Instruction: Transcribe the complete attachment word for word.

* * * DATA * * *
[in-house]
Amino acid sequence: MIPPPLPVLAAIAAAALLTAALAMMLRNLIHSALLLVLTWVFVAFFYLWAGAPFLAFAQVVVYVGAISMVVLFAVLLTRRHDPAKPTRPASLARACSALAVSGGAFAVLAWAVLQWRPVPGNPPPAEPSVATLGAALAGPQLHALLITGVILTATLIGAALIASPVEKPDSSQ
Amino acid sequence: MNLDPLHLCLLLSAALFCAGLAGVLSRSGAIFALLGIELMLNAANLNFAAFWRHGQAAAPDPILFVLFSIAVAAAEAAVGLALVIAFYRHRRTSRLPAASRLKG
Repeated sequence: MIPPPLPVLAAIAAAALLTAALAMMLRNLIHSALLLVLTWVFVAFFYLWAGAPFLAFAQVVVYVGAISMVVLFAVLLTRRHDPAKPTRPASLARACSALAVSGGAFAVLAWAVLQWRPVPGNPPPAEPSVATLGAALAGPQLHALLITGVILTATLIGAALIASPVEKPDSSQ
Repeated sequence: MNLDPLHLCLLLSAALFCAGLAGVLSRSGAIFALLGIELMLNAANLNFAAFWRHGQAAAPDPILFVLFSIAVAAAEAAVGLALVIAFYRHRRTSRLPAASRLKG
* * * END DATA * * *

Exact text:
[in-house]
Amino acid sequence: MIPPPLPVLAAIAAAALLTAALAMMLRNLIHSALLLVLTWVFVAFFYLWAGAPFLAFAQVVVYVGAISMVVLFAVLLTRRHDPAKPTRPASLARACSALAVSGGAFAVLAWAVLQWRPVPGNPPPAEPSVATLGAALAGPQLHALLITGVILTATLIGAALIASPVEKPDSSQ
Amino acid sequence: MNLDPLHLCLLLSAALFCAGLAGVLSRSGAIFALLGIELMLNAANLNFAAFWRHGQAAAPDPILFVLFSIAVAAAEAAVGLALVIAFYRHRRTSRLPAASRLKG
Repeated sequence: MIPPPLPVLAAIAAAALLTAALAMMLRNLIHSALLLVLTWVFVAFFYLWAGAPFLAFAQVVVYVGAISMVVLFAVLLTRRHDPAKPTRPASLARACSALAVSGGAFAVLAWAVLQWRPVPGNPPPAEPSVATLGAALAGPQLHALLITGVILTATLIGAALIASPVEKPDSSQ
Repeated sequence: MNLDPLHLCLLLSAALFCAGLAGVLSRSGAIFALLGIELMLNAANLNFAAFWRHGQAAAPDPILFVLFSIAVAAAEAAVGLALVIAFYRHRRTSRLPAASRLKG